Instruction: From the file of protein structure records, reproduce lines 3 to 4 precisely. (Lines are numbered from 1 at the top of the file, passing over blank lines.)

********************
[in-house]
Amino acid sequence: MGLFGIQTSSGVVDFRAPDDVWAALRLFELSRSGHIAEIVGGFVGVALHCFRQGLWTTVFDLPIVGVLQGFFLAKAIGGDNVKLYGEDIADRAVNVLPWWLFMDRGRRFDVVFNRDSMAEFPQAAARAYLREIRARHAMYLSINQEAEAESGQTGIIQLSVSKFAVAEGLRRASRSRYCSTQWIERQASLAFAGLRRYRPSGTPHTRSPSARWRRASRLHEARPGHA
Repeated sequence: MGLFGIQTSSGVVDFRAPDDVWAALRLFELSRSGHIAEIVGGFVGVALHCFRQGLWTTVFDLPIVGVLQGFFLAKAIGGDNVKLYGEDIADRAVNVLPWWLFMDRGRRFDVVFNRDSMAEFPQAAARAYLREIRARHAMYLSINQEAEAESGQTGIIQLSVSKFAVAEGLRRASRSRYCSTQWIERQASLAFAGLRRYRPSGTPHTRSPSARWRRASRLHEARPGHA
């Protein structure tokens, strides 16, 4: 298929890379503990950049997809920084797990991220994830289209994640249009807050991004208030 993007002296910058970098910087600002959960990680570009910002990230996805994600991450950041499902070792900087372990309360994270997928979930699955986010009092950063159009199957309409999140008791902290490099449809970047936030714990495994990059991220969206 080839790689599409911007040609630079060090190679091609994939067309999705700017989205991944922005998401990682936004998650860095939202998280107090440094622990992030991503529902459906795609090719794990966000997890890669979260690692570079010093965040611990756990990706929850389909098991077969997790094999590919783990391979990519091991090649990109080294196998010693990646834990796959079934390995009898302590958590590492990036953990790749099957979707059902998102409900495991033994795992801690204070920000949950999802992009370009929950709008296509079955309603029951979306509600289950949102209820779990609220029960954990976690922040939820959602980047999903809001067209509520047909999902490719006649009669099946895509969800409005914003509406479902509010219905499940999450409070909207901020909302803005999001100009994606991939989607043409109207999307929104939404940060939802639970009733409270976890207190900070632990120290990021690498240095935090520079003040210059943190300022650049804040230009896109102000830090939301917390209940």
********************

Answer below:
Repeated sequence: MGLFGIQTSSGVVDFRAPDDVWAALRLFELSRSGHIAEIVGGFVGVALHCFRQGLWTTVFDLPIVGVLQGFFLAKAIGGDNVKLYGEDIADRAVNVLPWWLFMDRGRRFDVVFNRDSMAEFPQAAARAYLREIRARHAMYLSINQEAEAESGQTGIIQLSVSKFAVAEGLRRASRSRYCSTQWIERQASLAFAGLRRYRPSGTPHTRSPSARWRRASRLHEARPGHA
């Protein structure tokens, strides 16, 4: 298929890379503990950049997809920084797990991220994830289209994640249009807050991004208030 993007002296910058970098910087600002959960990680570009910002990230996805994600991450950041499902070792900087372990309360994270997928979930699955986010009092950063159009199957309409999140008791902290490099449809970047936030714990495994990059991220969206 080839790689599409911007040609630079060090190679091609994939067309999705700017989205991944922005998401990682936004998650860095939202998280107090440094622990992030991503529902459906795609090719794990966000997890890669979260690692570079010093965040611990756990990706929850389909098991077969997790094999590919783990391979990519091991090649990109080294196998010693990646834990796959079934390995009898302590958590590492990036953990790749099957979707059902998102409900495991033994795992801690204070920000949950999802992009370009929950709008296509079955309603029951979306509600289950949102209820779990609220029960954990976690922040939820959602980047999903809001067209509520047909999902490719006649009669099946895509969800409005914003509406479902509010219905499940999450409070909207901020909302803005999001100009994606991939989607043409109207999307929104939404940060939802639970009733409270976890207190900070632990120290990021690498240095935090520079003040210059943190300022650049804040230009896109102000830090939301917390209940």